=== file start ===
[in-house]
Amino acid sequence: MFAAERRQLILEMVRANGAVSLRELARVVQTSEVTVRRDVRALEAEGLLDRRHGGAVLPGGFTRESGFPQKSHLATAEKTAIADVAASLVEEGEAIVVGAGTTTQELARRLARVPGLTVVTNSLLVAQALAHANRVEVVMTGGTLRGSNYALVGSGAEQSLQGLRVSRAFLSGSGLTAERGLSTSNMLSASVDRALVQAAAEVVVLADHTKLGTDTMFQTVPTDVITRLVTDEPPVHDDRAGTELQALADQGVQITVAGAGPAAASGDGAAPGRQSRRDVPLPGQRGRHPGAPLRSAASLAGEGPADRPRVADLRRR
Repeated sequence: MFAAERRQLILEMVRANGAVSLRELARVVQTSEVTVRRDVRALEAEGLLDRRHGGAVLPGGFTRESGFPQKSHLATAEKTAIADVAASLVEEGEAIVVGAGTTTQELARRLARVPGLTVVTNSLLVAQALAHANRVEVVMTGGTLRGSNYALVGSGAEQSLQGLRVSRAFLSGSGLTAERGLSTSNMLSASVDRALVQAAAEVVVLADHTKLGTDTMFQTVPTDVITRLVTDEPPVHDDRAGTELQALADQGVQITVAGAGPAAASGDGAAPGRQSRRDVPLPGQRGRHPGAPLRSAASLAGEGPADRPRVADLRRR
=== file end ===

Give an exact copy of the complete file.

[in-house]
Amino acid sequence: MFAAERRQLILEMVRANGAVSLRELARVVQTSEVTVRRDVRALEAEGLLDRRHGGAVLPGGFTRESGFPQKSHLATAEKTAIADVAASLVEEGEAIVVGAGTTTQELARRLARVPGLTVVTNSLLVAQALAHANRVEVVMTGGTLRGSNYALVGSGAEQSLQGLRVSRAFLSGSGLTAERGLSTSNMLSASVDRALVQAAAEVVVLADHTKLGTDTMFQTVPTDVITRLVTDEPPVHDDRAGTELQALADQGVQITVAGAGPAAASGDGAAPGRQSRRDVPLPGQRGRHPGAPLRSAASLAGEGPADRPRVADLRRR
Repeated sequence: MFAAERRQLILEMVRANGAVSLRELARVVQTSEVTVRRDVRALEAEGLLDRRHGGAVLPGGFTRESGFPQKSHLATAEKTAIADVAASLVEEGEAIVVGAGTTTQELARRLARVPGLTVVTNSLLVAQALAHANRVEVVMTGGTLRGSNYALVGSGAEQSLQGLRVSRAFLSGSGLTAERGLSTSNMLSASVDRALVQAAAEVVVLADHTKLGTDTMFQTVPTDVITRLVTDEPPVHDDRAGTELQALADQGVQITVAGAGPAAASGDGAAPGRQSRRDVPLPGQRGRHPGAPLRSAASLAGEGPADRPRVADLRRR